Recent days of unseasonable warmth were swept away by a cold front crossing the United Kingdom and western Europe. Not only is cooler air rushing across the region, but periods of rain as well.
Thursday was the hottest day of the week in London and the rest of southern England. In fact, it was the warmest September day in London since 2006 as the high reached 29.5 degrees C (85.1 degrees F).
After four straight days of high temperatures reaching 26 degrees C (78 degrees F) or greater in London, temperatures are expected to reach only 18 degrees C (65 degrees F) on Friday.
The cooldown will also reach France on Friday following several days of temperatures over 31 degrees C (88 degrees F). In fact, some parts of France experienced their warmest September temperatures in almost a decade. The high on Thursday reached a sizzling 33 degrees C (91 degrees F) in Paris, one of the hottest September days in recent years.
A cold front brought showers and thunderstorms across France and northern Spain Thursday night into Friday. Some of the thunderstorms contained strong winds and hail near Paris. Behind this frontal boundary cooler air will arrive on Friday leading to highs only near 24 degrees C (75 degrees F).
At this time, it appears the front will stall east of Paris, leading to dry and seasonable weekend for the city.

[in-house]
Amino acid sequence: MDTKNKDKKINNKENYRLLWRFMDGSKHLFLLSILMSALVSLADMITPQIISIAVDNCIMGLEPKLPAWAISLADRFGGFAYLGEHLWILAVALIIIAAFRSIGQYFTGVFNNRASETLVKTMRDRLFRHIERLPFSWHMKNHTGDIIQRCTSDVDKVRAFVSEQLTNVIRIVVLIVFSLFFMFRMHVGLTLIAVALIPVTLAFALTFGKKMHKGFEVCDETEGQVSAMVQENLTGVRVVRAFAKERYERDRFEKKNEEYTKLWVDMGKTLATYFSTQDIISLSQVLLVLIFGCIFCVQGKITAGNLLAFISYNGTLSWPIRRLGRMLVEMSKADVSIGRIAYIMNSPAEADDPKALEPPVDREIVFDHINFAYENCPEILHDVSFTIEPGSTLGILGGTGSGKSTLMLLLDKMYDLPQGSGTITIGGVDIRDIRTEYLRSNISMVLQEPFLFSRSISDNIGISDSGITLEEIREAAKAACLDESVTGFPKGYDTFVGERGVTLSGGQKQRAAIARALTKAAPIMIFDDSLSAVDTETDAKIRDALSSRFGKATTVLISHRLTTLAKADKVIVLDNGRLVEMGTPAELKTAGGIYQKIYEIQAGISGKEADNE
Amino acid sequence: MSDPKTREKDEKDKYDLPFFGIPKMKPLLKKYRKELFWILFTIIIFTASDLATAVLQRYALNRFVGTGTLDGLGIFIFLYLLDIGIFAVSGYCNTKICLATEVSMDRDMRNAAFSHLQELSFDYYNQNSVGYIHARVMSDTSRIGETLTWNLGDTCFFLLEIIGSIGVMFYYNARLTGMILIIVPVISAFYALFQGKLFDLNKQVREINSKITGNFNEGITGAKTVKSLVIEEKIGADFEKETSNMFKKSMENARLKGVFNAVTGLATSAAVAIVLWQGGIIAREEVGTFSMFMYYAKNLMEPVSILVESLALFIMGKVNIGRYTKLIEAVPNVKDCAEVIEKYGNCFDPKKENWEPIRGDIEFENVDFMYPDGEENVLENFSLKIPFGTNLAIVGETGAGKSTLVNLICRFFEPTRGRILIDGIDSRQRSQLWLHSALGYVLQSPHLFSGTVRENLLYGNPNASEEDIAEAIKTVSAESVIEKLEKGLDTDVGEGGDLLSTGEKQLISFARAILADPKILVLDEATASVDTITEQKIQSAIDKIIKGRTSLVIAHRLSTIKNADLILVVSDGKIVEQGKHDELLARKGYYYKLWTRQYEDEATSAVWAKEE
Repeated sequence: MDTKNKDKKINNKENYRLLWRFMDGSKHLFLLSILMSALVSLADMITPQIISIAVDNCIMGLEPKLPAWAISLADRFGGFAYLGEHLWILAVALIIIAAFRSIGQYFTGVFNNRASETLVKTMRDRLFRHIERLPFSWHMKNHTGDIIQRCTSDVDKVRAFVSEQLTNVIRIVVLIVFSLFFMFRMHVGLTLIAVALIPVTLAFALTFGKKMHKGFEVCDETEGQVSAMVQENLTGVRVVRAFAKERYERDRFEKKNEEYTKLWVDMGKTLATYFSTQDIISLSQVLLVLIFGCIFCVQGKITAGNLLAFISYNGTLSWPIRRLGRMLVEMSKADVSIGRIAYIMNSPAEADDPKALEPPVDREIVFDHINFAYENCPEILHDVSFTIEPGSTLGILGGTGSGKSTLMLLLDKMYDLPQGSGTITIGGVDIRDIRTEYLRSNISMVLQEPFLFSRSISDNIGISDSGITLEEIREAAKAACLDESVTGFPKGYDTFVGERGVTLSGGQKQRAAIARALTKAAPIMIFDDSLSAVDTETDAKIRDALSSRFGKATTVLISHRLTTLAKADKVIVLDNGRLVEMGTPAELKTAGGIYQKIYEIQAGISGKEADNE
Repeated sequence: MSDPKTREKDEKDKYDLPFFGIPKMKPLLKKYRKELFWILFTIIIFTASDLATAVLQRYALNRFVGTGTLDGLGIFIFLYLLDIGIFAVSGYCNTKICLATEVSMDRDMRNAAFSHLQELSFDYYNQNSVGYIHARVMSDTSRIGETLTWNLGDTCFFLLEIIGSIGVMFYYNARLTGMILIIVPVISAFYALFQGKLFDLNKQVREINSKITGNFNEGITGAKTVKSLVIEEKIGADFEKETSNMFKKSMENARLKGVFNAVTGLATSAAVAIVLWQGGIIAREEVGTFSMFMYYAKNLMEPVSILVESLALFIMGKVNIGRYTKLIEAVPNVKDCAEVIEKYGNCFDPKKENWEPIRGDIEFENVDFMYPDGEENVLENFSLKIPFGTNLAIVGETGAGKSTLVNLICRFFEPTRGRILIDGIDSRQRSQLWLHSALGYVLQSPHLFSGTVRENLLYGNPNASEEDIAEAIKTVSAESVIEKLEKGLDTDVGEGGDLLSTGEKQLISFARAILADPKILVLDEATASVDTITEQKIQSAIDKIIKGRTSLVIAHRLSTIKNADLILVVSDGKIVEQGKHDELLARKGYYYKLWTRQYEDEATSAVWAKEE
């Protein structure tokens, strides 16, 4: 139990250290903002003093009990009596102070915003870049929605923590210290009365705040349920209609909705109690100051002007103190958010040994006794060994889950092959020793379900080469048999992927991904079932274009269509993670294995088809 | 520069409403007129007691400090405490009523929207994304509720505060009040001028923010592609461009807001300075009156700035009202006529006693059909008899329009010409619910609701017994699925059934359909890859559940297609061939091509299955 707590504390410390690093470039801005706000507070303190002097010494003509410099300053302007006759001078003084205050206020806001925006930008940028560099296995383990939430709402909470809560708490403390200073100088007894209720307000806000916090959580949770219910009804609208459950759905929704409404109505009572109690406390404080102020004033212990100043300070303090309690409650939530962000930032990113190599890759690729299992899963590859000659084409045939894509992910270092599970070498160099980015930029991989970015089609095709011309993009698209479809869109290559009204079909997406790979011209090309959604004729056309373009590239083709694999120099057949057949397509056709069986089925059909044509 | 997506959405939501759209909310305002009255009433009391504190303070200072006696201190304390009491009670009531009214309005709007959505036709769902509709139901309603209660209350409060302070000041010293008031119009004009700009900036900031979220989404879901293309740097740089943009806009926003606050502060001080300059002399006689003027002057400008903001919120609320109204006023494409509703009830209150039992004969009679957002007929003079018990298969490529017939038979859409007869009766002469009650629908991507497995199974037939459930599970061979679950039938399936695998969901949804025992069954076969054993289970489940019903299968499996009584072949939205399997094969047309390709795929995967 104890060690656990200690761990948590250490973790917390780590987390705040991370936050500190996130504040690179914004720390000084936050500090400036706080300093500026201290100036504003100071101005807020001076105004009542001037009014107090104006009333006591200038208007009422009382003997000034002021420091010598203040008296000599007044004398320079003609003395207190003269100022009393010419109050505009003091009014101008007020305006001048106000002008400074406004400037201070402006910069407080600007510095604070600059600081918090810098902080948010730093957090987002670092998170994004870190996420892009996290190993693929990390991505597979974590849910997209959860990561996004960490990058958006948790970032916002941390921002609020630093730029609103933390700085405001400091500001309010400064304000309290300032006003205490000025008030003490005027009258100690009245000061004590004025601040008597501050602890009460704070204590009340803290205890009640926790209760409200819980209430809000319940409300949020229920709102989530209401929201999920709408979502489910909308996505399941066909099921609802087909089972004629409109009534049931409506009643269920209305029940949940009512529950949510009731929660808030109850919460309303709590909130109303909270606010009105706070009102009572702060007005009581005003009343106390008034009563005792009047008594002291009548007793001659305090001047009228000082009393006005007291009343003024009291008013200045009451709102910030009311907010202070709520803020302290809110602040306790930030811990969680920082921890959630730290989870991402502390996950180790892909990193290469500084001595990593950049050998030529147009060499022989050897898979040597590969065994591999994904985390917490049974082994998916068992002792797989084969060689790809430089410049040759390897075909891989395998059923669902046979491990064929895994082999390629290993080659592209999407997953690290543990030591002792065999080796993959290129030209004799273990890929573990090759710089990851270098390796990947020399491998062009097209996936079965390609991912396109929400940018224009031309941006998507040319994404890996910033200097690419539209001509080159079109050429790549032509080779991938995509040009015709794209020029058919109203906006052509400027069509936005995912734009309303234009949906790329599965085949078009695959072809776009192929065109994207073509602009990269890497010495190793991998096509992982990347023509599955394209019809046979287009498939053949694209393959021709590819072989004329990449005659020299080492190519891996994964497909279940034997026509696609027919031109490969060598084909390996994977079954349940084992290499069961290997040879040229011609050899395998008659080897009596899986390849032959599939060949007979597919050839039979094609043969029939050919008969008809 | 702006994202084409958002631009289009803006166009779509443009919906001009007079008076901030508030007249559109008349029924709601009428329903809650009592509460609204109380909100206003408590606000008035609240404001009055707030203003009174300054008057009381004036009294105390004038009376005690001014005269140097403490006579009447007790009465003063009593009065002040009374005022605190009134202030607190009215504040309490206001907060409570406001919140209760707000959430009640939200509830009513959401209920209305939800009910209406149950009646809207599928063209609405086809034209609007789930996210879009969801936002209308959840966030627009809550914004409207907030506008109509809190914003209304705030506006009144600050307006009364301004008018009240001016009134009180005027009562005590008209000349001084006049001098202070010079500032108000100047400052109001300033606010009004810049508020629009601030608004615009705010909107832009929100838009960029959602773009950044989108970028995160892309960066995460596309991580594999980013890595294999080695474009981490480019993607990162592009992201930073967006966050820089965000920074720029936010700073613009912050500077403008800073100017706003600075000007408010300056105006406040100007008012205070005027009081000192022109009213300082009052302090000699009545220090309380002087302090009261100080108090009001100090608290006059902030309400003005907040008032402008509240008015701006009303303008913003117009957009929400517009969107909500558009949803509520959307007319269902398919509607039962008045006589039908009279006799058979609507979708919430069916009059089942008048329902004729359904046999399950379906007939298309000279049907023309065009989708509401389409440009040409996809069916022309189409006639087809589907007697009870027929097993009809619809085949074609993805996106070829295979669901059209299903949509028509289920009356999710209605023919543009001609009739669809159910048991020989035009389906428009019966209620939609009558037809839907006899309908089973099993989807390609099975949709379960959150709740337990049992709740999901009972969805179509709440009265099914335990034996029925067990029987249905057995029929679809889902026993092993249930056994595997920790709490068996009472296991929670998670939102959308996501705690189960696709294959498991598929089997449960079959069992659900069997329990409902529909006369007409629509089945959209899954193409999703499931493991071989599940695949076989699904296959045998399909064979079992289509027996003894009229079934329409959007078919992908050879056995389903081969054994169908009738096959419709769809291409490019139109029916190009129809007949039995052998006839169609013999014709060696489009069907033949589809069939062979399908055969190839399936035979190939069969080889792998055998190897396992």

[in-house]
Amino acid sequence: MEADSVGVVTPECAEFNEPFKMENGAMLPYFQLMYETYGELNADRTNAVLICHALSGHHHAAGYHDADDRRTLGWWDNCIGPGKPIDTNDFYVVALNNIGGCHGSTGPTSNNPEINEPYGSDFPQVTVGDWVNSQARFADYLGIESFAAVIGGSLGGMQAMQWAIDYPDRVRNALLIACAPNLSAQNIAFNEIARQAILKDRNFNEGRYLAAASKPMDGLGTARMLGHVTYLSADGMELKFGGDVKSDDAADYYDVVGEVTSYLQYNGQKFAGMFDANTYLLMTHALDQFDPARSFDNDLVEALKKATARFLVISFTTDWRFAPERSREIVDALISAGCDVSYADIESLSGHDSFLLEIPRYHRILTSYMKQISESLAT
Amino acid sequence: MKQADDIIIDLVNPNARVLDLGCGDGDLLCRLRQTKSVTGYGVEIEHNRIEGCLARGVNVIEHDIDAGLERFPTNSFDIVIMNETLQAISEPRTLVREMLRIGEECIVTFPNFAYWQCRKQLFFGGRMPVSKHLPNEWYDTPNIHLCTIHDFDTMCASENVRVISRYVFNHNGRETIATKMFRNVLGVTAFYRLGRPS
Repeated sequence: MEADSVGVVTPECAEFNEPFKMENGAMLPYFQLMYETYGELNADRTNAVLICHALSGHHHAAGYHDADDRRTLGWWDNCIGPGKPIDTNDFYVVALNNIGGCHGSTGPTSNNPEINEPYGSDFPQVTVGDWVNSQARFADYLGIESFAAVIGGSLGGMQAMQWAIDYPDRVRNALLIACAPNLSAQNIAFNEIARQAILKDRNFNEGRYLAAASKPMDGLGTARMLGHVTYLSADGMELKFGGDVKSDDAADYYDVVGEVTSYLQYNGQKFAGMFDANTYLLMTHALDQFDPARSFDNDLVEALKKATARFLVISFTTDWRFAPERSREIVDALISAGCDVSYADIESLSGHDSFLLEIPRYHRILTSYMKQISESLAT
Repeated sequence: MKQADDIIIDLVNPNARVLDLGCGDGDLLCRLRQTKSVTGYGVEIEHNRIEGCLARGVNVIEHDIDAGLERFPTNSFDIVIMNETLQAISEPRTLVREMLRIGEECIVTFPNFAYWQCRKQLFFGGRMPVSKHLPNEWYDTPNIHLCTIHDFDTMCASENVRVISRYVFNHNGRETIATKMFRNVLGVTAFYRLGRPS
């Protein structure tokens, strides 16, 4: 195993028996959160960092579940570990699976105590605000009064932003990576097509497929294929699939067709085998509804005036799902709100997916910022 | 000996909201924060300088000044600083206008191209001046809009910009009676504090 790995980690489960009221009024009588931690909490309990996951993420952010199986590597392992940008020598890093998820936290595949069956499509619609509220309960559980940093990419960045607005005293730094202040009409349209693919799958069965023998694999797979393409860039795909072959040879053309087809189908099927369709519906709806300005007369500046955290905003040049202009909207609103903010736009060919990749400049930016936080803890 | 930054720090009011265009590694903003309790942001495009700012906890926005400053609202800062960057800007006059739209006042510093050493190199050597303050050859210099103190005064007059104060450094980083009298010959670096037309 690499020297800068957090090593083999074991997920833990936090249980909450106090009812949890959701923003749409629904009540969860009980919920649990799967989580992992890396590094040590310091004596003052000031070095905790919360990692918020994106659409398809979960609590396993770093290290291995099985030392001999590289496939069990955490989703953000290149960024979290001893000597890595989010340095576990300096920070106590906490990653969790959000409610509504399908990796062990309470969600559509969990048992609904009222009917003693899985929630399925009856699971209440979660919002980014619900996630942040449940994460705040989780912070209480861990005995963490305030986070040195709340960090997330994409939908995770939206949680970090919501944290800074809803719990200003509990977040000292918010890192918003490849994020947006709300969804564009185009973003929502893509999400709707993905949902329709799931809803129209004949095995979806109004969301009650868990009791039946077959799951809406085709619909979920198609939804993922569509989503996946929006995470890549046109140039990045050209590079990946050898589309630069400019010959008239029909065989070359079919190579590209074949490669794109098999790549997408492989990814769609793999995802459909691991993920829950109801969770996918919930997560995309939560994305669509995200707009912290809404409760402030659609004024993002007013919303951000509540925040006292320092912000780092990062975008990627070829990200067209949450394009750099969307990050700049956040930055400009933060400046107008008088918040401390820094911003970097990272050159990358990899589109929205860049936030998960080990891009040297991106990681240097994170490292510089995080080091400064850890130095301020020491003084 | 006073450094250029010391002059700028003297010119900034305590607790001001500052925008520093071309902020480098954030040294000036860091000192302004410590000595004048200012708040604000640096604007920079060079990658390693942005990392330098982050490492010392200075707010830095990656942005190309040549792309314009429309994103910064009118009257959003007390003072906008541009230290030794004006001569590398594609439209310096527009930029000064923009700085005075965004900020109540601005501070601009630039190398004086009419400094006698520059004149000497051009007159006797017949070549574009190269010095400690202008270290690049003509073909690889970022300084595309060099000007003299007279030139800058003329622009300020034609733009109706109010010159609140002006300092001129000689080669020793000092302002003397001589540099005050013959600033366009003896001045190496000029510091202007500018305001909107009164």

While Paris enjoys several days of pleasant weather following the frontal passage, the United Kingdom will not be as lucky as a cut-off low pressure system sits overhead leading to the threat of showers which can contain heavy downpours through the weekend.
The temperature roller-coaster ride will continue into the new week for the Washington, D.C., area.
The temperature roller-coaster ride will continue into the new week for the Philadelphia area.
The temperature roller-coaster ride will continue through St. Patrick's Day for the Boston area.
The temperature roller-coaster ride will continue into St. Patrick's Day for the New York City area.
Dry weather will exacerbate drought and fire danger concerns for California this weekend.
Those celebrating St. Patrick's Day through the weekend will be dodging showers.
The first storm referred to as a blizzard. March 14th-16th... An editor at the "Dakota Republican" in Vermillion, SD, described the storm. "A violent snowstorm driven by a heavy (northwesterly) wind, commenced about 12 o'clock last Sunday night (12th) and continued three whole days and nights. The weather was intensely cold and the heavy fall flying before a furious wind - blowing as only prairie winds can blow - rendered travelling exceedingly uncomfortable and dangerous, if not almost impossible (issue of March 17, 1820)."
South Carolina (1991)
Early morning severe thunderstorm produced hail to 2.5" in diameter. Hardest hit was Lexington County. The hail destroyed a brand new pickup truck in Gaston.
Mid-Atlantic/ East Coast (1936)